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Selectin binding is essential for peritoneal carcinomatosis in a xenograft model of human pancreatic adenocarcinoma in pfp−−/rag2−− mice
  1. Florian Gebauer1,2,3,
  2. Daniel Wicklein1,3,
  3. Katrin Stübke1,
  4. Nina Nehmann1,
  5. Anna Schmidt1,
  6. Johannes Salamon1,4,
  7. Kersten Peldschus4,
  8. Michael Fabian Nentwich1,2,
  9. Gerhard Adam4,
  10. Genrich Tolstonog5,
  11. Maximilian Bockhorn2,
  12. Jakob R Izbicki2,
  13. Christoph Wagener3,
  14. Udo Schumacher1
  1. 1Institute of Anatomy and Experimental Morphology and University Cancer Center Hamburg (UCCH), University Medical-Center Hamburg-Eppendorf, Hamburg, Germany
  2. 2Department of General, Visceral and Thoracic Surgery, University Medical-Center Hamburg-Eppendorf, Hamburg, Germany
  3. 3Institute of Clinical Chemistry, University Medical-Center Hamburg-Eppendorf, Hamburg, Germany
  4. 4Department of Radiology, University Medical-Center Hamburg-Eppendorf, Hamburg, Germany
  5. 5Heinrich-Pette-Institute for Experimental Virology and Immunology, Hamburg, Germany
  1. Correspondence to Dr Daniel Wicklein, Institute of Anatomy and Experimental Morphology, University Medical Center Hamburg-Eppendorf, Martinistrasse 52, 20246 Hamburg, Germany; d.wicklein{at}uke.de

Abstract

Background and objective E- and P-selectins expressed on the luminal surface of mesodermally derived endothelial cells play a crucial role in the formation of haematogenous metastases in a number of malignancies. As peritoneal mesothelial cells are also derived form the mesoderm, it was hypothesised that selectins are also of importance in peritoneal tumour spread.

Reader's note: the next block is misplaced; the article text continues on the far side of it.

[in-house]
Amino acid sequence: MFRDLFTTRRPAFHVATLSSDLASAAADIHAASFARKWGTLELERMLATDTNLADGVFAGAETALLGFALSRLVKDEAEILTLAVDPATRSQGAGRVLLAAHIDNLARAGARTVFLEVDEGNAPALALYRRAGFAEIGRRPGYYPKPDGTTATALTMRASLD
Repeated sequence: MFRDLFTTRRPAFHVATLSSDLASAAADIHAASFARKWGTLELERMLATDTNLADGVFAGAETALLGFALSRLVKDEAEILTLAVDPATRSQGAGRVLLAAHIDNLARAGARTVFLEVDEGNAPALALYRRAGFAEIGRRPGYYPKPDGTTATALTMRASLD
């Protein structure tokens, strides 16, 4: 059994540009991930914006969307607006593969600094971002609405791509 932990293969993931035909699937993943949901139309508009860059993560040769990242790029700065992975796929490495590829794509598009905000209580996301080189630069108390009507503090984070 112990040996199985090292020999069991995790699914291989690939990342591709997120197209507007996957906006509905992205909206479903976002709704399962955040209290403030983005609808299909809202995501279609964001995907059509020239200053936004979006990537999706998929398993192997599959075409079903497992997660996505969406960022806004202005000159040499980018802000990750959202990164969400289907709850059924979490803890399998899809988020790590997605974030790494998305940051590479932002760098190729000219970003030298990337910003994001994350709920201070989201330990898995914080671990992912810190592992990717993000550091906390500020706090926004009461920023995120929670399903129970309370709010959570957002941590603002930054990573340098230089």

Methods Immunohistochemistry was used to identify selectin expression on normal human peritoneum and isolated mesothelial cells. E- and P-selectin interactions with human pancreatic adenocarcinoma cells were investigated in dynamic flow assays and flow cytometry; the latter was also used to determine the main selectin ligands on pancreatic adenocarcinoma cell lines PaCa 5061, BxPC-3 and PaCa 5072, and selectin expression on human mesothelial cells. All cell lines were xenografted into the peritoneum of E- and P-selectin-deficient pfp/rag2 mice and selectin wild-type controls. Peritoneal carcinomatosis was quantified using MRI or a scoring system.

Results E- and P-selectin were constitutively expressed on human mesothelial and endothelial cells in the peritoneum. PaCa 5061 and BxPC-3 cells interacted with E- and P-selectins in dynamic flow assays and flow cytometry, with CA19-9 (Sialyl Lewis a) being the main E-selectin ligand. For xenografted PaCa 5061 and BxPC-3 cells, peritoneal metastasis was significantly reduced in E- and P-selectin double knockout mice compared with wild-type pfp/rag2 animals. In contrast, PaCa 5072 cells were almost devoid of selectin binding sites and no intraperitoneal tumour growth was observed.

Conclusion Interactions of tumour cells with peritoneal selectins play an important role in the peritoneal spread of pancreatic adenocarcinoma.

  • Peritoneal carcinomatosis/metastasis of pancreatic adenocarcinoma
  • selectins
  • xenograft
  • CA19-9
  • Pancreatic tumours
  • selectins
  • abdominal surgery
  • cancer
  • pancreas
  • gastrointestinal cancer
  • abdominal MRI
  • abdominal pain
  • biliary strictures
  • diverticular disease
  • gallbladder
  • cell biology

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Footnotes

  • FG and DW contributed equally to this work.

  • Funding This study was supported by the Landesexzellenzinitiative Hamburg Nanotechnology in Medicine (NAME).

  • Competing interests None.

  • Provenance and peer review Not commissioned; externally peer reviewed.

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